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Temporal range: Late Cretaceous - Recent 85–0 Ma
Burmanniaceae family.jpg
Scientific classification
Kingdom: Plantae
(unranked): Angiosperms
(unranked): Monocots
Order: Dioscoreales
Family: Burmanniaceae

see text

Burmanniaceae map.jpg
  Range of Burmanniaceae
  • Burmanniae

Burmanniaceae is a family of flowering plants, consisting of about a hundred species of herbaceous plants in roughly a dozen genera.


Often they are quite remarkable plants, more often red than green, without much leaf area and not growing very big in any way. The reason for this appearance is that the members of the family are all myco-heterotrophic species. They are mainly distributed in the southern hemisphere and grow in shady and tropical environments. Many of the plants in the family are threatened species.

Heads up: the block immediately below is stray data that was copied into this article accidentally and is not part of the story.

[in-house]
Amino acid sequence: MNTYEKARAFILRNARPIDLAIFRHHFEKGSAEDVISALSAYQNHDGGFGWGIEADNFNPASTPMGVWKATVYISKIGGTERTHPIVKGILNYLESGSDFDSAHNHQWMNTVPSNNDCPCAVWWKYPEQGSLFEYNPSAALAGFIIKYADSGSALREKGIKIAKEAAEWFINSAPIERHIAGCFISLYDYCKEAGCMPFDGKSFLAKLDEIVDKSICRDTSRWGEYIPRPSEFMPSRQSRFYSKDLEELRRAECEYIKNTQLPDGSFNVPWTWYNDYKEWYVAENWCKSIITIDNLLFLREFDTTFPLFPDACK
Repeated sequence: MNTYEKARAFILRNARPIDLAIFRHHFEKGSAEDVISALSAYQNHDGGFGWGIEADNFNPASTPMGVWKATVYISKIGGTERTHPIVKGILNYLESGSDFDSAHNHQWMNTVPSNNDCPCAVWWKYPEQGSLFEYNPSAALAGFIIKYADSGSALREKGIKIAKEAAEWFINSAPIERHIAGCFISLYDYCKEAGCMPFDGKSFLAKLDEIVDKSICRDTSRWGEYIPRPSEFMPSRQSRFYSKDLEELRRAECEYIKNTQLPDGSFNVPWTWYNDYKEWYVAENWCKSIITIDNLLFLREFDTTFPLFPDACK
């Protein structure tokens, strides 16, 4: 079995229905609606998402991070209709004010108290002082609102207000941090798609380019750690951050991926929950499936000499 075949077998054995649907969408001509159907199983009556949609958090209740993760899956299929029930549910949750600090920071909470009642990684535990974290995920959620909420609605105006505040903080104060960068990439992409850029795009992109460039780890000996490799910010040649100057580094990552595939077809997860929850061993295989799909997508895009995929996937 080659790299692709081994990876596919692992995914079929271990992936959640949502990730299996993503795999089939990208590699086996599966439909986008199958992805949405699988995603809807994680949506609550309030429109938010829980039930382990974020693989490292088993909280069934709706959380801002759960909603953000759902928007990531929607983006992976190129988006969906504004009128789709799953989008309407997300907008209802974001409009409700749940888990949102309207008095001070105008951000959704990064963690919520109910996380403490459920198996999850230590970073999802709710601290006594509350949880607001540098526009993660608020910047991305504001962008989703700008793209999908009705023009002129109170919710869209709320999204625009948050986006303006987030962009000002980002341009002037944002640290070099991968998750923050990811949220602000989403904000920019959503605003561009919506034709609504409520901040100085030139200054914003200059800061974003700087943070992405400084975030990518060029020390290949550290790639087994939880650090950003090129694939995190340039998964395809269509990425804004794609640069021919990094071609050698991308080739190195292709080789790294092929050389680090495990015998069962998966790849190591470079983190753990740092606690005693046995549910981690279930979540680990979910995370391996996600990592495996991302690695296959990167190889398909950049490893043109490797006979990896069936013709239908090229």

John Lindley described the family as Burmanniae, with the single genus Burmannia, in 1830.[2] The APG II system, of 2003, places the family in the order Dioscoreales, in the clade monocots. The circumscription of the family in APG II is wider than in the APG system, of 1998, and includes the plants that belonged to the family Thismiaceae in APG.

However, the older classification better reflects the evolutionary relationships[3] between the genera. The clades are as follows:

Burmanniaceae sensu stricto

Afrothismia clade

Tribe Thismieae

According to molecular analyses, the myco-heterotrophic type of life that these species lead evolved six (or even more) times independently in the three clades that are part of Burmanniaceae. Afrothismia and tribe Thismieae represent two of these shifts to myco-heterotrophy from autotrophy while Burmanniaceae sensu stricto are the clade where the other four took place. The family appears in the Late Cretaceous but the further diversification and shifts to the typical habit occurred later in the same period and continued after the K-T boundary in Paleogene.



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